Finishing up

Then I gave the whole setup, especially on the clean white section a new Gunmetal Grey treatment, to change the overall look a bit further. After that I washed it all with a grey wash and finally in the late evening I applied a matt varnish to protect the result of my madness.

The list of materials

I had used the very familiar Vallejo products, this time I thought I'd list them this way. It's amusing to see the amount of stuff that ended piling up on as simple a thing as this one...

VSP 73601 Grey Primer
VMA 71052 German Grey
VMA 71002 Medium Yellow
VMC 70863 Gunmetal Grey
VMA 71001 White
VMA 71057 Black
VMW 76516 Grey
70520 Matt Varnish

At the office

On early Friday morning I reinstalled the propeller and turned the power on full. The project was a success, nothing broke!

P.S. I wrote all this in advance on Thursday, I just took and added these last two photos while sipping some morning coffee. So the lost work time could've been counted in minutes by a blind buzzsaw operator's left hand's fingers :)


Puttying, filing and priming

Canyon filling

First things first, I applied a hefty amount of Tamiya's putty to fill all these insane megagaps of the plane. This is one of the main reasons I've always found plane models slightly annoying: if something goes a bit off while combining subassemblies even if the subassemblies themselves align properly, everything's ruined. That's something I really don't appreciate.

After the grey goo had cured for almost 24 hours, that being the next early evening when I had some time to fool around, I sanded most of the excess garbage off. Still, I didn' take too strict an approach. The best result would've been achieved, I assume, if I had sanded most of the greyness away, but then I'd also lost at least 90% of the still remaining surface details. I decided that a decent surface for painting was most important in this model.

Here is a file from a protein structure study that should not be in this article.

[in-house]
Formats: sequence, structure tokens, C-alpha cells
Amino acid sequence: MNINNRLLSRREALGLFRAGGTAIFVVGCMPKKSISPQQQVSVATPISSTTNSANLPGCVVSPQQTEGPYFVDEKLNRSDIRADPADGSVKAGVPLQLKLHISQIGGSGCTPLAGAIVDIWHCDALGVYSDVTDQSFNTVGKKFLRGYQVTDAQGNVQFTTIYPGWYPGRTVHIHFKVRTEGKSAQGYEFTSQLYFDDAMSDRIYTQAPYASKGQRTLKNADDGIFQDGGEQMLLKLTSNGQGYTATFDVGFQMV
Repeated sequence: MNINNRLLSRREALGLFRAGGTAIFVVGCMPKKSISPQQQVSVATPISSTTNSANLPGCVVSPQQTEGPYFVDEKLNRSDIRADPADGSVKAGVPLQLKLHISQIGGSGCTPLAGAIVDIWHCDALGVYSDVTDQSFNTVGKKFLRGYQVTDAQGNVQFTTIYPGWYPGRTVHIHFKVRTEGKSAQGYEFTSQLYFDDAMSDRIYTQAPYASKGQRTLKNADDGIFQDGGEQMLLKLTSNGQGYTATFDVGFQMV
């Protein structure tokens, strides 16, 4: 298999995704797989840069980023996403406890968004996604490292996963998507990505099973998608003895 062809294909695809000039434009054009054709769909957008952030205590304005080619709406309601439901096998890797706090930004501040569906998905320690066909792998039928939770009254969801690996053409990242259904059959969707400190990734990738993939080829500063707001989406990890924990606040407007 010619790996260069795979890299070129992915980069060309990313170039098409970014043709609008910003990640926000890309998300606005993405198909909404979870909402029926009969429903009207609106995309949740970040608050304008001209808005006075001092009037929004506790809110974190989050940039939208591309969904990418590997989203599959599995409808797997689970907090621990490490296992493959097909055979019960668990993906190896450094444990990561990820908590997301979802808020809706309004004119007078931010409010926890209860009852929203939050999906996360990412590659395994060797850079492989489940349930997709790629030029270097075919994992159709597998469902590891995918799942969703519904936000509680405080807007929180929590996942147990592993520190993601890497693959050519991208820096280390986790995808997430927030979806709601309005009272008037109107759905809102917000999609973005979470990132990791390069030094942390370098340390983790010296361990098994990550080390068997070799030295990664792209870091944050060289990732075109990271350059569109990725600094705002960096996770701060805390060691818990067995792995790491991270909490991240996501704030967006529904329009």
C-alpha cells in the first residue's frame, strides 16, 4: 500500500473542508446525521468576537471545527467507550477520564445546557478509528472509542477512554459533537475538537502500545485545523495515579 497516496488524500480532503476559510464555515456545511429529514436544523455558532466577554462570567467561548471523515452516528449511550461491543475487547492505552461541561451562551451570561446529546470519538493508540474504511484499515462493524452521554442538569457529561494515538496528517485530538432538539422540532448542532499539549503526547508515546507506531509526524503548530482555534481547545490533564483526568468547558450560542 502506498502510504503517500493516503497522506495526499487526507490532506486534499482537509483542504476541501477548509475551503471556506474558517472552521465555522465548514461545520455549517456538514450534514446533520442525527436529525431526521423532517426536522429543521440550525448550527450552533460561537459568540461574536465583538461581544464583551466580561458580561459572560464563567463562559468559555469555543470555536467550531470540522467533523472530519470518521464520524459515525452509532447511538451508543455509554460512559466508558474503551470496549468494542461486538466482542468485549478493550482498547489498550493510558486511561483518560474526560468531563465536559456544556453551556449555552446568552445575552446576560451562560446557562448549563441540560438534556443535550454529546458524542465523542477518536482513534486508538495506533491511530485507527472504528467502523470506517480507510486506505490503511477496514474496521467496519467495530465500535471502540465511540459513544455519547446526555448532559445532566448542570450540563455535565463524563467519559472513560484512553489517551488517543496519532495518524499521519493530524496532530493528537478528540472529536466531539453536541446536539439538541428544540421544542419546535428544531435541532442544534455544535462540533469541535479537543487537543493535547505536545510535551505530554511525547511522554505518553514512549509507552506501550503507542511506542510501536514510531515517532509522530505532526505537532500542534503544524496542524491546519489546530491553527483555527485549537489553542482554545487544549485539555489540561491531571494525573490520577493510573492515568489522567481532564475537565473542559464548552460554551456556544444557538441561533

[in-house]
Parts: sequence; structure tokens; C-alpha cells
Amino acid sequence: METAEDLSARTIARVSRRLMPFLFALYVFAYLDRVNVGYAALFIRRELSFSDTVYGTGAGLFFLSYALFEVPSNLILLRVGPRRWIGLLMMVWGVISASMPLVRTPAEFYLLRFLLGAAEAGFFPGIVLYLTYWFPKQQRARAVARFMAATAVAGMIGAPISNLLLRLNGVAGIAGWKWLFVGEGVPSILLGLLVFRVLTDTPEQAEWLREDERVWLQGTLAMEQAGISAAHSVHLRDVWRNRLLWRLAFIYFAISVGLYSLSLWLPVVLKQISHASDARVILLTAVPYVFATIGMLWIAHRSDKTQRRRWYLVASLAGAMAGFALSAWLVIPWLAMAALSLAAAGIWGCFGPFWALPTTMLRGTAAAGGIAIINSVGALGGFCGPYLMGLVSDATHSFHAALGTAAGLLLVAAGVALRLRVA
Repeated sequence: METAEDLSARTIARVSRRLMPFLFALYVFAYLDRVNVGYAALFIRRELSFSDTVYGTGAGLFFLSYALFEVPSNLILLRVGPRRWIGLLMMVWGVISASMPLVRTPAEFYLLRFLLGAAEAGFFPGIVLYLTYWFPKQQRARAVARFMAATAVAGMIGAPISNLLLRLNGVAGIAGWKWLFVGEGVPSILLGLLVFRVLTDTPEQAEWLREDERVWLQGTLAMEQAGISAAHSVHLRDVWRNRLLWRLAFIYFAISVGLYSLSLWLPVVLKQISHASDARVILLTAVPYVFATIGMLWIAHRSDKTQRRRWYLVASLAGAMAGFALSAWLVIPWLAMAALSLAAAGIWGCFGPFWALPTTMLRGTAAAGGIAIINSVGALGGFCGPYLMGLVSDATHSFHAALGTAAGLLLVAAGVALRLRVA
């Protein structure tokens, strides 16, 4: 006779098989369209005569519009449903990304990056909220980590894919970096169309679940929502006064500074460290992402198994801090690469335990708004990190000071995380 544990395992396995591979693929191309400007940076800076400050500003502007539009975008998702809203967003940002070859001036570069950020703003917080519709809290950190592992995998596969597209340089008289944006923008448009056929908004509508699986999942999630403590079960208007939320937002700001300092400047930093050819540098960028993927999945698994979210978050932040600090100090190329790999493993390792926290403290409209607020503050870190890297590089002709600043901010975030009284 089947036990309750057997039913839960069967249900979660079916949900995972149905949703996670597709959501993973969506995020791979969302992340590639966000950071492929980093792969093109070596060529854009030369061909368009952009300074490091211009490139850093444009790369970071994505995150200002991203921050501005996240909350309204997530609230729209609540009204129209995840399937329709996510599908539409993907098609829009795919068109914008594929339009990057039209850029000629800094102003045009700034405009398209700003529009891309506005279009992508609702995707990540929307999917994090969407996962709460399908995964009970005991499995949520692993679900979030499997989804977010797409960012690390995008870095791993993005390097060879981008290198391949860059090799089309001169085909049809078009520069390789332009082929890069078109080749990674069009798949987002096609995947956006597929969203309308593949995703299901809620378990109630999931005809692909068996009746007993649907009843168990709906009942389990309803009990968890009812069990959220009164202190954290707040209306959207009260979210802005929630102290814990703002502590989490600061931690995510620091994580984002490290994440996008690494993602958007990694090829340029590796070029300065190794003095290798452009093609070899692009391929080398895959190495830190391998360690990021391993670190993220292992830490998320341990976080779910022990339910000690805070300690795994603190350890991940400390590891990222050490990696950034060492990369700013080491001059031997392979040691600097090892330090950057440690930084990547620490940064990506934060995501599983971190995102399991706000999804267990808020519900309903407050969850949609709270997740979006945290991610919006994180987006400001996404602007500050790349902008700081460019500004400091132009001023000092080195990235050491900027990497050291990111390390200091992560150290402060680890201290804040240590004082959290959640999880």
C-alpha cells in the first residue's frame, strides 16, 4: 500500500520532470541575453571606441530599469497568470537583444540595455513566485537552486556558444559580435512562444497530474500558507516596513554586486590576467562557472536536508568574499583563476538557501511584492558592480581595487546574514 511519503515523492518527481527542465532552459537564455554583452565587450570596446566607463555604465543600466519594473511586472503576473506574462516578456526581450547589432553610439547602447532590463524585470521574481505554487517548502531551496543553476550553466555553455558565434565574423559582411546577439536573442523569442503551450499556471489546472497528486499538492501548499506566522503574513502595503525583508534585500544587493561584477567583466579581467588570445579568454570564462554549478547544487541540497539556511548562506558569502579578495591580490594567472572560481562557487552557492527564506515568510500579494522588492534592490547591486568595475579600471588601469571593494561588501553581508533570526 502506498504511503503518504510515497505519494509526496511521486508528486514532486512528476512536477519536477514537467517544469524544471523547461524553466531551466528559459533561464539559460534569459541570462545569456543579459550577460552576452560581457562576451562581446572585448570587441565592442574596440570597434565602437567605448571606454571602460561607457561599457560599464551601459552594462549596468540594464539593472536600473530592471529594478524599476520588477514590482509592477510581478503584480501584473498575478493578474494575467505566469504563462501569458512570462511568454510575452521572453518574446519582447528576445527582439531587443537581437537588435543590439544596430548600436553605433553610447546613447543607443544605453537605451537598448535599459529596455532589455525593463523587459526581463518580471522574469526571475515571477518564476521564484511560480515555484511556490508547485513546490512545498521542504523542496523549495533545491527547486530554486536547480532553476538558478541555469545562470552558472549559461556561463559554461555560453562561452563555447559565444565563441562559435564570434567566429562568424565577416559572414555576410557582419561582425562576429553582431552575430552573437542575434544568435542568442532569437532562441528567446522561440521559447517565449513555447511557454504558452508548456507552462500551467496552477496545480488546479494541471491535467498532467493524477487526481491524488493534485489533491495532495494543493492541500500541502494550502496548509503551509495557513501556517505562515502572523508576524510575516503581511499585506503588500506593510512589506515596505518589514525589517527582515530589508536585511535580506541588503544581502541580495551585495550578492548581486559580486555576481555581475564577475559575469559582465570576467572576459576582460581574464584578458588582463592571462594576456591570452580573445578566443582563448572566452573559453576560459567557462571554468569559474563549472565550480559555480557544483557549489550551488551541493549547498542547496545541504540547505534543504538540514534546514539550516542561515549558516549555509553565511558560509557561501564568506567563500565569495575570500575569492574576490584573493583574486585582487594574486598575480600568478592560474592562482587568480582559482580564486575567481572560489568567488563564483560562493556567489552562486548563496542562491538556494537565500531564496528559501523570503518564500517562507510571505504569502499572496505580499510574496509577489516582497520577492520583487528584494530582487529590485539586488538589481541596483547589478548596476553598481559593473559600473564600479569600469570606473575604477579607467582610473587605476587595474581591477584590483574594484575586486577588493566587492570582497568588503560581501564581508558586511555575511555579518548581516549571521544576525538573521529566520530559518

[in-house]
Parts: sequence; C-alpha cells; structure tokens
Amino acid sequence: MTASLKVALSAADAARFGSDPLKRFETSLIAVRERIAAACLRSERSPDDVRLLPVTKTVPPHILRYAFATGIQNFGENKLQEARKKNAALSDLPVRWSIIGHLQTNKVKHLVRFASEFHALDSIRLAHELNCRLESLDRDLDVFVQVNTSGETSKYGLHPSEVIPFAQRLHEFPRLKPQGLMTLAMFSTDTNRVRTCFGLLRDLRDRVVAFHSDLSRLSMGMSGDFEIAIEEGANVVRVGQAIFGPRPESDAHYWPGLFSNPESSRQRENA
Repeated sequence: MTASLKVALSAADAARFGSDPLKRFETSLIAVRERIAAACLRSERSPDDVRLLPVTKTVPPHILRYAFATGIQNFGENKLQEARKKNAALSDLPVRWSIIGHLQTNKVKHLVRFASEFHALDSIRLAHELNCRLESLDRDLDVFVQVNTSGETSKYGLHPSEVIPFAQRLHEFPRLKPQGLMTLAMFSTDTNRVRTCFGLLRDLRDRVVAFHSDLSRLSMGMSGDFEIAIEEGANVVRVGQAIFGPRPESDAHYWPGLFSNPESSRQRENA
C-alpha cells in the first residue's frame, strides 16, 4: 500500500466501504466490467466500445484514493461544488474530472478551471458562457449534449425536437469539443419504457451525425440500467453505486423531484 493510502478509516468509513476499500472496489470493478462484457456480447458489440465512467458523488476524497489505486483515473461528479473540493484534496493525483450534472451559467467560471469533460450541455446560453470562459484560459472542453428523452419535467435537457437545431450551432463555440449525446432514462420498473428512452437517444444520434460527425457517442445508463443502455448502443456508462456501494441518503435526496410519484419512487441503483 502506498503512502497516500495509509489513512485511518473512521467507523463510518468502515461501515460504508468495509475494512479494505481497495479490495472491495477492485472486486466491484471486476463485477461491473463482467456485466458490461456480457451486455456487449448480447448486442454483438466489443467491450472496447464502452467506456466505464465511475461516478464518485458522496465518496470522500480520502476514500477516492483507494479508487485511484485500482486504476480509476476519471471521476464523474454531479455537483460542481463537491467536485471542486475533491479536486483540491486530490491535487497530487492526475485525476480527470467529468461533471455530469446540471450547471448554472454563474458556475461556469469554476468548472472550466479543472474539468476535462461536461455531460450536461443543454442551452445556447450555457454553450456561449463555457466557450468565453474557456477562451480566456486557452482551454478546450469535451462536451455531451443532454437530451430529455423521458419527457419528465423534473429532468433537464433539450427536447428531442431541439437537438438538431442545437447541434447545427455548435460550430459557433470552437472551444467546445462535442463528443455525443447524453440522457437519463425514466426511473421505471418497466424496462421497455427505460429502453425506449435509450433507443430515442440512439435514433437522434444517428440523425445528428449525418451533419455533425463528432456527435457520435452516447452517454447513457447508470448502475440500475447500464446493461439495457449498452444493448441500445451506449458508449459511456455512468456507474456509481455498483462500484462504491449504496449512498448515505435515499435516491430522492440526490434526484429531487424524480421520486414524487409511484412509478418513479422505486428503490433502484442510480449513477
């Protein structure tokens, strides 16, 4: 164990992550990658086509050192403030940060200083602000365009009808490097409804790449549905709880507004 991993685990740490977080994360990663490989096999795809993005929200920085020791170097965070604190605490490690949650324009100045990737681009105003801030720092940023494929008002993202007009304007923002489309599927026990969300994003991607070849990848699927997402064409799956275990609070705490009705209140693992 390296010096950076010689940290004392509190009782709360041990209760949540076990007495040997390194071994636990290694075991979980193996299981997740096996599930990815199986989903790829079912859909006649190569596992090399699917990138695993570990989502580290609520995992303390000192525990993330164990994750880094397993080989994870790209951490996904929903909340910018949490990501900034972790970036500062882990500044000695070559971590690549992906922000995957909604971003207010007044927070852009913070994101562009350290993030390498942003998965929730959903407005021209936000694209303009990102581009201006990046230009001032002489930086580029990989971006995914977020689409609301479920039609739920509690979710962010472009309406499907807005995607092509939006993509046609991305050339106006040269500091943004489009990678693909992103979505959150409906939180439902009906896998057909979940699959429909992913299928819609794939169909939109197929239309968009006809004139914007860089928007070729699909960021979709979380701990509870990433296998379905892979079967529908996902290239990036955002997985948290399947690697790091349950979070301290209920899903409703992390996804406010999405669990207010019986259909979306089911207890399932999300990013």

I had to fake the remaining parts of the landing gear bay doors with putty because the kit pieces didn't cover enough

The sad greyness of the air farces

I wrapped up my part in the painting of this plane by priming it. Just in case I also sprayed some Vallejo Grey Surface Primer inside the plane, just in case the artist herself wanted to give her personal touch to the cockpit, too. The next phase, in any case, was not going to be in my hands.


Building gently

I was completely sure that I had taken a photo or two of the cockpit pieces before I glued them inside the airframe. Still, I just couldn't find them, so I guess I hadn't taken the photos after all. The cockpit, as I had said in the previous post, was pretty weird-looking. It consisted of two plates: an instrument panel + something that looked like it was supposed to be the silhouette of the pedals that got an aiming cylinder glued on it and then a massive bar that was supposed to be the joystick - and a rear plate where the pilot's seat was glued on. There was no floor on this plane.

The wing assembly was traditional: a large lower piece that got the left and right upper halves glued on. These bits didn't align too nicely but they settled after a bit of fighting. Taping the key parts shut was essential, as they tried to grin quite a lot everywhere.

There was supposed to be a brick-sized piece in the inner front of the cooler, with a sort of a grille-texture on it. But the brick was enormous and the opening on the wing required a huge amount of cleaning up and carving. I sliced off thin, thin slivers off the brick, dry-fitting it after almost ever one, but still I managed to ruin it and threw it away. Maybe this model would survive that. Interestingly the wingtips had two options, either the one she chose and what you can see in the pic below, which was larger and rounder (the one I also thought looked more Spitfire-like) or the noticeably shorter and tighter-arced one.

All in all the pieces were ridiculously thin and were bending in strange ways. I didn't dare to cut off the sprue-edges too close but left them to be filed off later. I just had the feeling that the tiniest of badly made cuts would've left the wings with insane gashes that would've been a pain to conceal.

The pointier and longer spinner was chosen out of the two alternatives. To my eyes the exhaust pipes somehow looked way too large, but maybe I'm just confusing them with the Messerschmitt 109's in my mind. Also, the mighty bar that supported the antenna cable didn't look like it fit in too well, but I trusted that the glue would hold it well enough.

Then I glued on the gun's tubes, the wheels in their wells and the landing gear plates to protect whatever they could cover before I joined the wings and the airframe. When I had done that I just sat there staring with wide eyes at the insane canyon between the airframe and the upper wing halves. I'd really need to putty this one up before I got to prime anything.